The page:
About Floods In Canada:
Heavy rains cause flooding in Canada and the US after a powerful storm hit the northwest Pacific region. This one dumped a month’s worth of rainfall in just two days. Some areas faced rainfall of 8 inches (20 cm) Along with the rain, storms and dust caused landslides and mudslides. Scientists have already warned that increasing global warming makes the water temperature even warmer and also increases the rate at which storms occur.
One person is confirmed to be dead, two people are missing and all the rail access to the country’s largest port in Vancouver is damaged. This port is very crucial for Canada’s economy and logistics. It carries around 400 mn USD worth of goods every day ranging from automobiles to essential goods. Canada already faced a drought
that affected its agricultural produce and now, the floods will only further devastate it.
Pipelines were also shut in caution. Huge disruptions to exports occurred after important pipelines, railroads were closed. Citizens of Merritt were asked to evacuate due to a sudden increase in the river water level. Nearly 8,000 members were evacuated while many others were still stuck. Lots of debris accumulated on the roads choking the highways and experts are deployed to clear it. Six months ago, a wildfire occurred in many parts of the British Columbia region of Canada.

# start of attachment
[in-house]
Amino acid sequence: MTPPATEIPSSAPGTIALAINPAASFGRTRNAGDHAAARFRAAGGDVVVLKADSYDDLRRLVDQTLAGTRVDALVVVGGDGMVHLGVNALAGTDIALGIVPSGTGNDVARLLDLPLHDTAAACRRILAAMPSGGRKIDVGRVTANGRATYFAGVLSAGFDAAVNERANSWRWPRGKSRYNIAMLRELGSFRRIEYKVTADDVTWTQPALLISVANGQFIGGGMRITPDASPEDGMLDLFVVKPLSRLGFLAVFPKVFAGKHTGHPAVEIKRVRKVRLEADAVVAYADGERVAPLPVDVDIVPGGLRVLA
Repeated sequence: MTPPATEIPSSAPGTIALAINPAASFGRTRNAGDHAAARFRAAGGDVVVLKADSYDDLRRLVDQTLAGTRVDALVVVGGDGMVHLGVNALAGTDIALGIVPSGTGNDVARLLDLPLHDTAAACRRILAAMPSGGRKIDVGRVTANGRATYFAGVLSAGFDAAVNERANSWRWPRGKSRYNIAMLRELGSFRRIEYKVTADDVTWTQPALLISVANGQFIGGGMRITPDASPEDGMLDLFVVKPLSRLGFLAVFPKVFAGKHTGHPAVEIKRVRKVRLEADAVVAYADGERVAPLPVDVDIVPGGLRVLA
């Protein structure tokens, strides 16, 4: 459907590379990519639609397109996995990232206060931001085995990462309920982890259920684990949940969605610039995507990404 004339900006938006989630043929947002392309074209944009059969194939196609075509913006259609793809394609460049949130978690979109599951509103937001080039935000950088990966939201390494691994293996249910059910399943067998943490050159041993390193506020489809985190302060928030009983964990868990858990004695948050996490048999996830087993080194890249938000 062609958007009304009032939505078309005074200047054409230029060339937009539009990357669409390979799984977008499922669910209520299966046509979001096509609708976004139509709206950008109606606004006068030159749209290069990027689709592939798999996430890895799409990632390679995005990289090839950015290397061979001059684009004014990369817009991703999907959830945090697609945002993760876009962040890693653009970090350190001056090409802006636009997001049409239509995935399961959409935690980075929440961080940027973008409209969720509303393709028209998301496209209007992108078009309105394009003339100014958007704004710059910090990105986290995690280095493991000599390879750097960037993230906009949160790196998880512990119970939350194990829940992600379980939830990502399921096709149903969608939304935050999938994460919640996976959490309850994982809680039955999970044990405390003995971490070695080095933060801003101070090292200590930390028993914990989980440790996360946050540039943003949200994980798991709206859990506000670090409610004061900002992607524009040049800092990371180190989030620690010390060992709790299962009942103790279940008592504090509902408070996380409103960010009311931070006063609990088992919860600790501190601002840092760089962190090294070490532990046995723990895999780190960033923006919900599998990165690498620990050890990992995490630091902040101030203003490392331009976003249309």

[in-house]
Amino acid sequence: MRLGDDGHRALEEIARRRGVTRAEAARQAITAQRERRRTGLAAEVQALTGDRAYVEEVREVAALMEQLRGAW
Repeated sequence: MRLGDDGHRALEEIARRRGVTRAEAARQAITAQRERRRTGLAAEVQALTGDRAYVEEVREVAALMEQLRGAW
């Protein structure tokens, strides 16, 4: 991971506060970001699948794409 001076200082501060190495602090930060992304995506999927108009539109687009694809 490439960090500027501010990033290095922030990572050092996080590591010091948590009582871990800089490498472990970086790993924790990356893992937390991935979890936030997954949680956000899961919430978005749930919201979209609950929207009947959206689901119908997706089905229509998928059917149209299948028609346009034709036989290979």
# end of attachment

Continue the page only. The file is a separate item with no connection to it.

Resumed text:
Alt text: rescue operations by the Royal Canadian Airforce
Description: helicopters were deployed after all the railroads were cut off due to floods in
The Canadian government announced the deployment of the air force for rescue operation and to assist supply chain lines restoration which was cut off due to debris accumulated after the floods. Military helicopters have already rescued 300 people who were stuck on a highway. A state of emergency was declared, and all the leaders could take measures to reduce the harmful impacts of floods like limiting travel etc., in the city of Abbotsford, farmers declined to be evacuated and protected their cattle.
The total number of people and vehicles displaced are yet to be confirmed.
History Of Flooding In Canada
The history of flooding in Canada includes floods caused by snowmelt runoff or freshet flooding, storm-rainfall and “flash flooding“, ice jams during ice formation and spring break-up, natural dams, coastal flooding on ocean or lake coasts from storm surges, hurricanes and tsunamis.